The Bolles Bugle

The Bolles Bugle

The Bolles Bugle

Why Spring Breakout is great for the MLB

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Jack Laufer is a Contributing Writer for The Bugle. The opinions expressed here are solely his own and are not meant to reflect views of The Bugle staff or The Bolles School.

Spring training has been a tradition embedded in baseball ever since 1890 and is a sign that the season is right around the corner. This event acts as a fresh start for all the teams and allows them to turn the page and officially begin their journey on their new “march to October.” Spring training also gives players an opportunity to escape the harsh weather up north and travel south to shake off some offseason rust and give fans an opportunity to get their hopes up for their team’s upcoming season. 

If you aren’t familiar with this event, MLB teams get split up evenly into two leagues. The leagues take place in Florida and Arizona. The league in Florida is the Grapefruit League and the league in Arizona is the Cactus League. Teams normally set up camp at a local minor league stadium or a college facility and play roughly 30 games. 

This spring training, the MLB is debuting anew event called Spring Breakout. The action begins on March 14, when the Reds take on the Rangers in Arizona. Spring Breakout is a tournament style event that all 30 teams will partake in. The purpose is to shine light on the next generation of ballplayers. Young stars like Max Clark, Paul Skenes, and Dylan Crews will highlight the rosters of the teams. When asked about Spring Breakout in a press conference, commissioner Rob Manfred said, “Spring Breakout will provide a new opportunity to showcase the future stars of the game as they continue on their journey to the Major Leagues. Our fans will get unique opportunities to meet our best prospects, get autographs and see the next generation of Major Leaguers up close.” 

Now, as a MLB enthusiast, I am in love with the idea of Spring Breakout. This gives me an opportunity to cheer on my favorite team and also gives me an opportunity to watch the players I will be hopefully cheering on for years to come. 

But this doesn’t seem to be the case for all MLB fans. Why? I don’t know, maybe they just hate fun?

It seems Spring Breakout is getting the same backlash as the World Baseball Classic did last year. When asked about this event, Baseball expert Donald Ford said on a talk show “I’m not a fan of it [Spring Breakout]. It’s just a glorified spring training game that they call Spring Breakout to make a few extra bucks.” Some haters viewed this event as a money-grab from the MLB, but it’s so much more than that. Fans don’t realize athletes trained for months just to finally get a chance to showcase their talent on a big stage at the World Baseball Classic, just like young athletes have been training for months to finally showcase their talent to the world.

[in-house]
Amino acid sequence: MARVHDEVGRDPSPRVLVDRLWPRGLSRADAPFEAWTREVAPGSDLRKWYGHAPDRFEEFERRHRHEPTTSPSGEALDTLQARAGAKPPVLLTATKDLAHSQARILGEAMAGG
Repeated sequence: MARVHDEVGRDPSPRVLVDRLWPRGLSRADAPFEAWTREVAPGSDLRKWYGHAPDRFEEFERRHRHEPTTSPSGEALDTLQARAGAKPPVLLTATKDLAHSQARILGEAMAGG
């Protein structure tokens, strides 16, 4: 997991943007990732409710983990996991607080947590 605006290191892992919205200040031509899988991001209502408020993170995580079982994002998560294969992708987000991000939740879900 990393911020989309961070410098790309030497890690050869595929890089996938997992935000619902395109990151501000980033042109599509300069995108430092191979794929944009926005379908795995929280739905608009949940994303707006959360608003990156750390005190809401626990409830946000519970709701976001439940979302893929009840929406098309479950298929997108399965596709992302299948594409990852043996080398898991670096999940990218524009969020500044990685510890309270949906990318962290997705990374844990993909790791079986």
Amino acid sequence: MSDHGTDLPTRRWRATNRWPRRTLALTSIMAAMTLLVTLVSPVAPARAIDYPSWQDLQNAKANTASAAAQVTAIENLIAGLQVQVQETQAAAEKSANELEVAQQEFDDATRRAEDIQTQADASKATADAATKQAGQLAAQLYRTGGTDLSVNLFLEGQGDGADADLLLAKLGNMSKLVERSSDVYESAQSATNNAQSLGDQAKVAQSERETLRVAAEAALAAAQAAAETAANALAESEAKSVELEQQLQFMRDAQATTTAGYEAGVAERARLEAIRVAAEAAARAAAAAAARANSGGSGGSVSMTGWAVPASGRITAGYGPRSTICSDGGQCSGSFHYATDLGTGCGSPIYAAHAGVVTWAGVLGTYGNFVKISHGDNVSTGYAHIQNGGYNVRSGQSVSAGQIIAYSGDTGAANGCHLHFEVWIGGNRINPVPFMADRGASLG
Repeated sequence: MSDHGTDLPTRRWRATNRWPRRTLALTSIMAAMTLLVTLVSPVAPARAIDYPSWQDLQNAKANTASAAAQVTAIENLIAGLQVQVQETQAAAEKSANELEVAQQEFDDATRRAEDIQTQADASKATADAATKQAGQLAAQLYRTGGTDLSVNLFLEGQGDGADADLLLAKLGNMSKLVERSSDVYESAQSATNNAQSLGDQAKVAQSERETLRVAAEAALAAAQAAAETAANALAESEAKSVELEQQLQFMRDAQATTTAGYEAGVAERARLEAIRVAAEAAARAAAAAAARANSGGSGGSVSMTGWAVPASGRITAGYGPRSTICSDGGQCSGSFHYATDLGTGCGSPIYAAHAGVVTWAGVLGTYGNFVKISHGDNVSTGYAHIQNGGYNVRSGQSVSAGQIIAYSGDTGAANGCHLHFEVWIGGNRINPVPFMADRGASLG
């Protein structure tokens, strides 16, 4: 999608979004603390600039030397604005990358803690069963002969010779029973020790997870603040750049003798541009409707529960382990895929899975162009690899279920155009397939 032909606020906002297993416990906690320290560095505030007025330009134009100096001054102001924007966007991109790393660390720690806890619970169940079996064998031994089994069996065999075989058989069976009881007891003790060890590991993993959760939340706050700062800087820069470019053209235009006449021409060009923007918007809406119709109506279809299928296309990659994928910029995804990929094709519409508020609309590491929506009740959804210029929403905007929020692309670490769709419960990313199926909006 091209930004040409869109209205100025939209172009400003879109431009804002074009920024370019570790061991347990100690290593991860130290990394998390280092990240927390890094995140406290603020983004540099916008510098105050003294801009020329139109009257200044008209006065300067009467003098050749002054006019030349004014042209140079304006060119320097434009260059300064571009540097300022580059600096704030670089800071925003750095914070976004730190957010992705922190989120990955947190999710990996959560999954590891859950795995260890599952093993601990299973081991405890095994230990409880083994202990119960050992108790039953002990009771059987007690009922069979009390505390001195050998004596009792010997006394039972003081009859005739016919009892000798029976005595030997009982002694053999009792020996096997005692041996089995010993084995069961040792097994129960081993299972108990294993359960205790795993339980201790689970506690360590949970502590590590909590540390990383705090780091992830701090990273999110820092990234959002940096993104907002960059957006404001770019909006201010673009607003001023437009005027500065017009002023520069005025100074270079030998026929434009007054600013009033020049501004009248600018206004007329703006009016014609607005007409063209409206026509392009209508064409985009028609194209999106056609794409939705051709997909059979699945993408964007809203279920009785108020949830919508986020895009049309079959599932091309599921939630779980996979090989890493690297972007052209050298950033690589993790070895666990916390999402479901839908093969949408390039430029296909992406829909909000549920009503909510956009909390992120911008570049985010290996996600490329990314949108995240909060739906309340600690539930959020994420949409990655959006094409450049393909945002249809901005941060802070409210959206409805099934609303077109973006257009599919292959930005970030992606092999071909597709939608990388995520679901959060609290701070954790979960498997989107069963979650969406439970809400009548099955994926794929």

Last year, 21-year-old Duque Hebbert was selected off his amateur baseball club in Nicaragua to pitch for the Nicaraguan national team. When he was selected to the team, his one and only goal was to try to pitch well enough to catchMLB scouts’ eyes and possibly even earn an invite to a camp. In his first and only appearance in the tournament, he pitched one inning and struck out three of the MLB’s biggest faces: Juan Soto, Julio Rodriguez, and Rafael Devers. Not even an hour after this game, Hebbert was offered a contract with the Detroit Tigers, allowing him to continue his baseball career at the highest stage. 

Stories like Duque Hebbert’s can only happen in baseball. This is why it bugs me that people want to take away this great opportunity for young guys to make their mark. Events like the Spring Breakout are great for Baseball. It’s great for the fans to get to meet their favorite team’s players, and it’s where these young players’ dreams become reality.

Thursday, March 14

Reds @ Rangers, 6:05 p.m. ET         

Orioles @ Pirates, 7:05 p.m. ET

Friday, March 15

Marlins @Cardinals, 2:05 p.m. ET      

Mariners @ Padres, 4:10 p.m. ET

White Sox @ Cubs, 5:05 p.m. ET    

Nationals @ Mets, 3:10 p.m. ET

Giants @ Athletics*, 7:05 p.m. ET 

Saturday, March 15

Braves @ Red Sox, 1:05 p.m. ET   

Phillies @ Tigers 1:05 p.m. ET

Blue Jays @ Yankees, 4:05 p.m. ET

Rays @ Twins, 4:05 p.m. ET

Dodgers @ Angels, 4:10 p.m. ET

Guardians @ Reds, 7:05 pm ET

D-backs @ Rockies*, 7:10 p.m. ET

Sunday, March 17

Astros @ Cardinals, 10:05 a.m. ET

Brewers @ Royals, 4:05 p.m. ET

* — paired with Major League game as traditional doubleheader

About the Contributor
Jack Laufer
Jack Laufer, Contributing Writer
Jack Laufer is a freshman and first-year staffer. In his free time Jack enjoys playing and assistant coaching baseball, participating in Speech and Debate, and playing guitar. Jack hopes to gain strength in his writing and stay in touch with the news this year. Jack collects all types of sports jerseys and hopes to become a broadcaster in the future.